November 16, 12:45 pm (just after the noon mass)
Cathedral of Our Lady of the Angels in downtown LA.
It’s exciting to be playing at OLA again! This time the program will be one large piece, César Franck’s Grande Pièce Symphonique.
Patterned after Beethoven’s beloved Ninth Symphony, it’s the first French romantic symphony for the organ. After it appeared in 1863, it became the prototype for the later organ symphonies of Louis Vierne, Charles-Marie Widor, and others (the famous Toccata by Widor is the last movement of his Fifth Symphony).
One of my organ teachers said it is “the first – and the best” organ symphony. When I mentioned to a colleague I was playing it, he said “Really? I don’t think I’ve heard that piece for 50 years!”
I also have a deep personal and emotional interest in this piece, as it was on one of the first organ recordings I heard (bought for me when I was 10 or 11), and was probably one of the factors that caused me to fall in love with the organ.
So this piece is dear to my heart!
And I’ll be playing it on one of the best organs in the world, in exactly the resonant acoustic Franck had in mind.
I’ll make sure it’s a splendid experience! Do come!
You can read more about the Cathedral (including directions and parking) and its organ at http://www.olacathedral.org/
Musicians spend a good chunk of their student years just learning to listen – and listen pretty carefully. I’d say we all think we are pretty exact and can differentiate things ordinary mortals can’t…so this article surprised me!
http://www.npr.org/blogs/krulwich/2011/09/23/140704746/whats-he-saying-bahh-or-fahh-a-brain-mystery . Be sure to have your sound on when you watch.
Also worth browsing through Robert Krulwich’s writings at http://www.npr.org/blogs/krulwich/ – and not just because he’s an Oberlin grad like me.
Here’s another installment in my series on the Jewish composers from my OLA recital this past September.
The first piece I played was a setting of the Yigdal tune by Isadore Freed (1900-1960). He was born in Russia, and lived in Philadelphia. For a few years he lived in Paris and studied with Ernest Bloch, Vincent D’Indy and the renowned Paris teacher Nadia Boulanger.
Freed taught at the newly established Hebrew Union School of Sacred Music, in addition to his teaching posts at Temple University in Philadelphia, and as chair of the Composition department at the Julius Hart Musical Foundation in Hartford, Conn. At Hebrew Union, he expanded his course offerings to include a class devoted to Jewish modes. In 1958, he published his book Harmonizing the Jewish Modes, still used today.
The biggest “character” of all of these composers was probably Frederick Jacobi (1891-1952). Born in San Francisco and the son of a San Francisco wholesale wine merchant, he was independently wealthy and so could devote his entire livelihood to music. In his twenties he studied with such masters as Isidore Phillippe, Ernest Bloch, and Rubin Goldmark (teacher of Aaron Copland and George Gershwin).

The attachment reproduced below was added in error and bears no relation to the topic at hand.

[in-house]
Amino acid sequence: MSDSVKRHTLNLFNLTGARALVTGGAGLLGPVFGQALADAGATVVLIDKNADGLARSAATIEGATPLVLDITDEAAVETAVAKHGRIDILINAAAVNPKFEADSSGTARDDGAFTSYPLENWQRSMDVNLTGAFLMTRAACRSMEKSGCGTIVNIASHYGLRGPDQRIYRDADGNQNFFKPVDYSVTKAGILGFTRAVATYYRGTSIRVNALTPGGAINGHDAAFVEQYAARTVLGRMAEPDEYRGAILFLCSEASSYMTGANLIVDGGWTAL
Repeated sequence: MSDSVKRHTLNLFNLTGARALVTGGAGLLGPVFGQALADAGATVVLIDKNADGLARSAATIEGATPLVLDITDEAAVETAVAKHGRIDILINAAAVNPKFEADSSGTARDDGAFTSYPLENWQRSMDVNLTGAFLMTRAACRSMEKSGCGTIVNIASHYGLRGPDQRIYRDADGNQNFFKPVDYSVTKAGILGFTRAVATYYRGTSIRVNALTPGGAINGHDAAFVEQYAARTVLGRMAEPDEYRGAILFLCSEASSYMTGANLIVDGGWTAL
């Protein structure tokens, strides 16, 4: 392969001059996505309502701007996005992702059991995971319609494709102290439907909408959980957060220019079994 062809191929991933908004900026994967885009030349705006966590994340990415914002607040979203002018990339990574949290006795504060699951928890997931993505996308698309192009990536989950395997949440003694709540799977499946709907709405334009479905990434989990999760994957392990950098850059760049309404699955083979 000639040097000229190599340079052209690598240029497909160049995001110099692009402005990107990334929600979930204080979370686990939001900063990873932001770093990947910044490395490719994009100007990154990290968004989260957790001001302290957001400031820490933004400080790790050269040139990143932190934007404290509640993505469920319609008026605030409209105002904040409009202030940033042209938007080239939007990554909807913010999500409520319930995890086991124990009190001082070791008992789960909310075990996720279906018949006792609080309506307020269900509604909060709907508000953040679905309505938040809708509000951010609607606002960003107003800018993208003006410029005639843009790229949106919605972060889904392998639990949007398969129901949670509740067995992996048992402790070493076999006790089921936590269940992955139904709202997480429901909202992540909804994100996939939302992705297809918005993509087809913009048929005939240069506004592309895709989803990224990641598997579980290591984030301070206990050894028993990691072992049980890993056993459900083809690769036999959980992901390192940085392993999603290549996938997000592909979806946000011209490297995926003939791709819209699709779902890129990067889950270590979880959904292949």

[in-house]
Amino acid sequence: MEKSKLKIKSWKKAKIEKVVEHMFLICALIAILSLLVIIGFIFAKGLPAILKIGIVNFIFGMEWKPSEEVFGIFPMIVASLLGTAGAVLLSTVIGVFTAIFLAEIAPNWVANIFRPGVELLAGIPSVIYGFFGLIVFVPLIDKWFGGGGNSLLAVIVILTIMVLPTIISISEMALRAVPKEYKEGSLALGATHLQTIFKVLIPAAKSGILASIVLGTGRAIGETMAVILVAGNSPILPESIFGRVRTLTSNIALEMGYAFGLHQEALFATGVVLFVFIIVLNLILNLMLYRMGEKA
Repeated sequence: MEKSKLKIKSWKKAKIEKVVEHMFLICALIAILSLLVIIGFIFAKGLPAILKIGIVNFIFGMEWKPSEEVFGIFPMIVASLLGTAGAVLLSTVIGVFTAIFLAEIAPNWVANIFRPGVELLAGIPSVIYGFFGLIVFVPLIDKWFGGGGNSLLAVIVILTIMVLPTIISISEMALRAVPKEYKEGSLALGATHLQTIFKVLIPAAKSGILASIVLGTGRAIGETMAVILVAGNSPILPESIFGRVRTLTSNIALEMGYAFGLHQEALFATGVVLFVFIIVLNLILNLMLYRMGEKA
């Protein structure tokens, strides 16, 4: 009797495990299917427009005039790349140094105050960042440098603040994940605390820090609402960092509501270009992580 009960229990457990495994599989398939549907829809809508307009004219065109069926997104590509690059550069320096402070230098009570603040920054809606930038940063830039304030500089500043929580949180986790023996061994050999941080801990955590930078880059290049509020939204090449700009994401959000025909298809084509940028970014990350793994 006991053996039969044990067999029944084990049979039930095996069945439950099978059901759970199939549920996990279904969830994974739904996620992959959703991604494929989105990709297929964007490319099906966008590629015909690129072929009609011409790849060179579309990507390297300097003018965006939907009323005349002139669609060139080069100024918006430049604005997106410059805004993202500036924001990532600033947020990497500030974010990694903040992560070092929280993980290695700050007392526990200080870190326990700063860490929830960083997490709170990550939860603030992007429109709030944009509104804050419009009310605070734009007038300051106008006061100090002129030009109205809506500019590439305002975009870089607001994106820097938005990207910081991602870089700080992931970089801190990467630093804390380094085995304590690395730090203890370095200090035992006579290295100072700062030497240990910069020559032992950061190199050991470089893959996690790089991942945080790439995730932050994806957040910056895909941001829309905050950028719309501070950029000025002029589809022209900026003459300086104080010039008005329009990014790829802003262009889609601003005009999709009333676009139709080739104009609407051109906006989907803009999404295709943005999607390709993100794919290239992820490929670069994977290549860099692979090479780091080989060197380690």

Here’s the Alcatraz connection I spoke about at the concert:
During World War I, Jacobi served as a saxophone player in the Alcatraz Army Band; the Wikipedia article has a picture of him, looking very jaunty with his sax, at Alcatraz, at http://en.wikipedia.org/wiki/Frederick_Jacobi. He later moved to New York, where he was a vocal coach and assistant conductor at the Metropolitan Opera, and taught at Juilliard.
Quotes from Jacobi
“I am a great believer in melody; a believer, too, that music should give pleasure and not try to solve philosophical problems.”
“The surest way to kill whatever originality one possesses within himself is to try to be original!”
Jacobi’s wife Irene was in a box near the Metropolitan Opera stage one evening when Jacobi was the prompter [a person in the front of a stage giving cues to the performers, not meant to be heard by the audience]. After the performance she said, “Darling, you were wonderful. I heard every word you said!”
We interrupt our series on the Jewish composers I showcased playing at LA’s Roman Catholic cathedral last month to thank Karla Devine, Jim Eninger, and everyone at Trinity Lutheran Church in Manhattan Beach for inviting me to play on the Bach’s Lunch Recital last Friday. There was a huge and appreciative crowd, a yummy tracker organ, lots of great publicity, and a very nice lunch afterward. I highly recommend this series for those of you who can take lunchtime in Manhattan Beach! They have several concert series besides the Bach’s Lunch programs; here’s a link to find out more! http://www.palosverdes.com/tlcmusic/